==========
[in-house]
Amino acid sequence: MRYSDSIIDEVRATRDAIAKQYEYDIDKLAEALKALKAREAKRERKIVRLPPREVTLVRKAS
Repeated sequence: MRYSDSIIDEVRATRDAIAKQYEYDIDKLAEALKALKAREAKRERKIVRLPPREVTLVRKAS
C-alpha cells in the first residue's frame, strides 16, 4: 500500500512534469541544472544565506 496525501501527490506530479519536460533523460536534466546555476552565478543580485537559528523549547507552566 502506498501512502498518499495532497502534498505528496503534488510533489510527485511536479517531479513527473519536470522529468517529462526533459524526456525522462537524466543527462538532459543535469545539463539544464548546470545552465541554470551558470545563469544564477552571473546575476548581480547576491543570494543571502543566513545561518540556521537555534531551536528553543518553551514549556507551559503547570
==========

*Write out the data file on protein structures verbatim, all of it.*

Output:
[in-house]
Amino acid sequence: MRYSDSIIDEVRATRDAIAKQYEYDIDKLAEALKALKAREAKRERKIVRLPPREVTLVRKAS
Repeated sequence: MRYSDSIIDEVRATRDAIAKQYEYDIDKLAEALKALKAREAKRERKIVRLPPREVTLVRKAS
C-alpha cells in the first residue's frame, strides 16, 4: 500500500512534469541544472544565506 496525501501527490506530479519536460533523460536534466546555476552565478543580485537559528523549547507552566 502506498501512502498518499495532497502534498505528496503534488510533489510527485511536479517531479513527473519536470522529468517529462526533459524526456525522462537524466543527462538532459543535469545539463539544464548546470545552465541554470551558470545563469544564477552571473546575476548581480547576491543570494543571502543566513545561518540556521537555534531551536528553543518553551514549556507551559503547570